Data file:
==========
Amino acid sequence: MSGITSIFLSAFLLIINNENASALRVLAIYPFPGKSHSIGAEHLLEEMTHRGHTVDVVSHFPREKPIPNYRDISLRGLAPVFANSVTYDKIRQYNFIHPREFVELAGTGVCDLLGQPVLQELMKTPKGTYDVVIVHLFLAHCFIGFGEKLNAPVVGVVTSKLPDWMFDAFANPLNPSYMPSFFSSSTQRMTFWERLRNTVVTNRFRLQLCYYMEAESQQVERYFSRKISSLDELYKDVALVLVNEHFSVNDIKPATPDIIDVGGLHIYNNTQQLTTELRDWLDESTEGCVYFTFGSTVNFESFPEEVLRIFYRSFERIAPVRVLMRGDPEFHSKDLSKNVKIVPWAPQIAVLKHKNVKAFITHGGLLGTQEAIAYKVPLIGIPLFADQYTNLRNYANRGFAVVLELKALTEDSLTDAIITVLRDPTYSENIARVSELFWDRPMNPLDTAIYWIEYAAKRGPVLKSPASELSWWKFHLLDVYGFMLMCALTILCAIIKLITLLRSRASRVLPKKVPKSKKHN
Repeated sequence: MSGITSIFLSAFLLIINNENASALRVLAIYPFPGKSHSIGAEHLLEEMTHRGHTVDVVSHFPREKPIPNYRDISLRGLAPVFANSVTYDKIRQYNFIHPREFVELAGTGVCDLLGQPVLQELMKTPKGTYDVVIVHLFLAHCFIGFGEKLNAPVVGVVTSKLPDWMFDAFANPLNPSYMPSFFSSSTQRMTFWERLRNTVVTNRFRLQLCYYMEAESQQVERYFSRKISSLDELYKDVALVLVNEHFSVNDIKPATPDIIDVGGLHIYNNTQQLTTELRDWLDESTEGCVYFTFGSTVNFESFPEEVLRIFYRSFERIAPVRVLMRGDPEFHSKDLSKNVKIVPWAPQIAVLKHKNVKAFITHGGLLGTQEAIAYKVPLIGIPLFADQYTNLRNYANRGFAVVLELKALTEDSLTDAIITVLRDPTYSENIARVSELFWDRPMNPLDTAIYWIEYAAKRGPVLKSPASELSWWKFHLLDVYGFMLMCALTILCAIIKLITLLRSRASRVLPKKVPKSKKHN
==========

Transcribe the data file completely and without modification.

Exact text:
Amino acid sequence: MSGITSIFLSAFLLIINNENASALRVLAIYPFPGKSHSIGAEHLLEEMTHRGHTVDVVSHFPREKPIPNYRDISLRGLAPVFANSVTYDKIRQYNFIHPREFVELAGTGVCDLLGQPVLQELMKTPKGTYDVVIVHLFLAHCFIGFGEKLNAPVVGVVTSKLPDWMFDAFANPLNPSYMPSFFSSSTQRMTFWERLRNTVVTNRFRLQLCYYMEAESQQVERYFSRKISSLDELYKDVALVLVNEHFSVNDIKPATPDIIDVGGLHIYNNTQQLTTELRDWLDESTEGCVYFTFGSTVNFESFPEEVLRIFYRSFERIAPVRVLMRGDPEFHSKDLSKNVKIVPWAPQIAVLKHKNVKAFITHGGLLGTQEAIAYKVPLIGIPLFADQYTNLRNYANRGFAVVLELKALTEDSLTDAIITVLRDPTYSENIARVSELFWDRPMNPLDTAIYWIEYAAKRGPVLKSPASELSWWKFHLLDVYGFMLMCALTILCAIIKLITLLRSRASRVLPKKVPKSKKHN
Repeated sequence: MSGITSIFLSAFLLIINNENASALRVLAIYPFPGKSHSIGAEHLLEEMTHRGHTVDVVSHFPREKPIPNYRDISLRGLAPVFANSVTYDKIRQYNFIHPREFVELAGTGVCDLLGQPVLQELMKTPKGTYDVVIVHLFLAHCFIGFGEKLNAPVVGVVTSKLPDWMFDAFANPLNPSYMPSFFSSSTQRMTFWERLRNTVVTNRFRLQLCYYMEAESQQVERYFSRKISSLDELYKDVALVLVNEHFSVNDIKPATPDIIDVGGLHIYNNTQQLTTELRDWLDESTEGCVYFTFGSTVNFESFPEEVLRIFYRSFERIAPVRVLMRGDPEFHSKDLSKNVKIVPWAPQIAVLKHKNVKAFITHGGLLGTQEAIAYKVPLIGIPLFADQYTNLRNYANRGFAVVLELKALTEDSLTDAIITVLRDPTYSENIARVSELFWDRPMNPLDTAIYWIEYAAKRGPVLKSPASELSWWKFHLLDVYGFMLMCALTILCAIIKLITLLRSRASRVLPKKVPKSKKHN